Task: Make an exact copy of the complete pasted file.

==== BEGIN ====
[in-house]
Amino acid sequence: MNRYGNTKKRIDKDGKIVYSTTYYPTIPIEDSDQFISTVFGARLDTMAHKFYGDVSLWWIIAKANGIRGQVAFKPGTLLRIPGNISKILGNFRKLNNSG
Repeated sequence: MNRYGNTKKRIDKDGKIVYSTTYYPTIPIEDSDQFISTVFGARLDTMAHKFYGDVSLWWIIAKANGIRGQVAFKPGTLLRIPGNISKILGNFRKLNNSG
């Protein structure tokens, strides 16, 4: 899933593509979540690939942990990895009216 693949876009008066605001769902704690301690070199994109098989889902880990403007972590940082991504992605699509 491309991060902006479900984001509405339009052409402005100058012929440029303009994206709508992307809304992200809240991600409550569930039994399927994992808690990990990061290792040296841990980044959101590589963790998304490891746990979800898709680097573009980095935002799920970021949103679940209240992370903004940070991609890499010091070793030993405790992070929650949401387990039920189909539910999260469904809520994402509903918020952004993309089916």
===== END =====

[in-house]
Amino acid sequence: MNRYGNTKKRIDKDGKIVYSTTYYPTIPIEDSDQFISTVFGARLDTMAHKFYGDVSLWWIIAKANGIRGQVAFKPGTLLRIPGNISKILGNFRKLNNSG
Repeated sequence: MNRYGNTKKRIDKDGKIVYSTTYYPTIPIEDSDQFISTVFGARLDTMAHKFYGDVSLWWIIAKANGIRGQVAFKPGTLLRIPGNISKILGNFRKLNNSG
């Protein structure tokens, strides 16, 4: 899933593509979540690939942990990895009216 693949876009008066605001769902704690301690070199994109098989889902880990403007972590940082991504992605699509 491309991060902006479900984001509405339009052409402005100058012929440029303009994206709508992307809304992200809240991600409550569930039994399927994992808690990990990061290792040296841990980044959101590589963790998304490891746990979800898709680097573009980095935002799920970021949103679940209240992370903004940070991609890499010091070793030993405790992070929650949401387990039920189909539910999260469904809520994402509903918020952004993309089916």